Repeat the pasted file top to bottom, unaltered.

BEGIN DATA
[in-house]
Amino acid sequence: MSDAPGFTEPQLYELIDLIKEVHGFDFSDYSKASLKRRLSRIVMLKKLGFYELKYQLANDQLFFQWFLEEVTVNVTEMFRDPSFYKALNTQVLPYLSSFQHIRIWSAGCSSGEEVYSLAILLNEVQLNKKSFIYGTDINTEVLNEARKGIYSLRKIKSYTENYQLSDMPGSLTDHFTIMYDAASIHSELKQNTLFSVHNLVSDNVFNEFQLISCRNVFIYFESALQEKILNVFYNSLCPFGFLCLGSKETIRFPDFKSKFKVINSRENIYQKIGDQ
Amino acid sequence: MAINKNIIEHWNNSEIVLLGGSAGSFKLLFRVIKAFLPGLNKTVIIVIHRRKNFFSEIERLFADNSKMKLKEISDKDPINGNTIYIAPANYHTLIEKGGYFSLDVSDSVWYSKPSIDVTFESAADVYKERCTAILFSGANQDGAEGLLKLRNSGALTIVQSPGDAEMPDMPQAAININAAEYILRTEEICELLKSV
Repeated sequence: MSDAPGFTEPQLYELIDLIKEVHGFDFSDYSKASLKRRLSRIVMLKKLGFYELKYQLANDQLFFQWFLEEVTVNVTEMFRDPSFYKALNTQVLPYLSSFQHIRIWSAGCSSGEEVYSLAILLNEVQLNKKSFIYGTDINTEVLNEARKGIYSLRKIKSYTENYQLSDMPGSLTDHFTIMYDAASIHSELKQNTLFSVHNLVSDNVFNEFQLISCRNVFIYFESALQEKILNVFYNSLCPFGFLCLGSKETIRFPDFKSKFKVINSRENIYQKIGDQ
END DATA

[in-house]
Amino acid sequence: MSDAPGFTEPQLYELIDLIKEVHGFDFSDYSKASLKRRLSRIVMLKKLGFYELKYQLANDQLFFQWFLEEVTVNVTEMFRDPSFYKALNTQVLPYLSSFQHIRIWSAGCSSGEEVYSLAILLNEVQLNKKSFIYGTDINTEVLNEARKGIYSLRKIKSYTENYQLSDMPGSLTDHFTIMYDAASIHSELKQNTLFSVHNLVSDNVFNEFQLISCRNVFIYFESALQEKILNVFYNSLCPFGFLCLGSKETIRFPDFKSKFKVINSRENIYQKIGDQ
Amino acid sequence: MAINKNIIEHWNNSEIVLLGGSAGSFKLLFRVIKAFLPGLNKTVIIVIHRRKNFFSEIERLFADNSKMKLKEISDKDPINGNTIYIAPANYHTLIEKGGYFSLDVSDSVWYSKPSIDVTFESAADVYKERCTAILFSGANQDGAEGLLKLRNSGALTIVQSPGDAEMPDMPQAAININAAEYILRTEEICELLKSV
Repeated sequence: MSDAPGFTEPQLYELIDLIKEVHGFDFSDYSKASLKRRLSRIVMLKKLGFYELKYQLANDQLFFQWFLEEVTVNVTEMFRDPSFYKALNTQVLPYLSSFQHIRIWSAGCSSGEEVYSLAILLNEVQLNKKSFIYGTDINTEVLNEARKGIYSLRKIKSYTENYQLSDMPGSLTDHFTIMYDAASIHSELKQNTLFSVHNLVSDNVFNEFQLISCRNVFIYFESALQEKILNVFYNSLCPFGFLCLGSKETIRFPDFKSKFKVINSRENIYQKIGDQ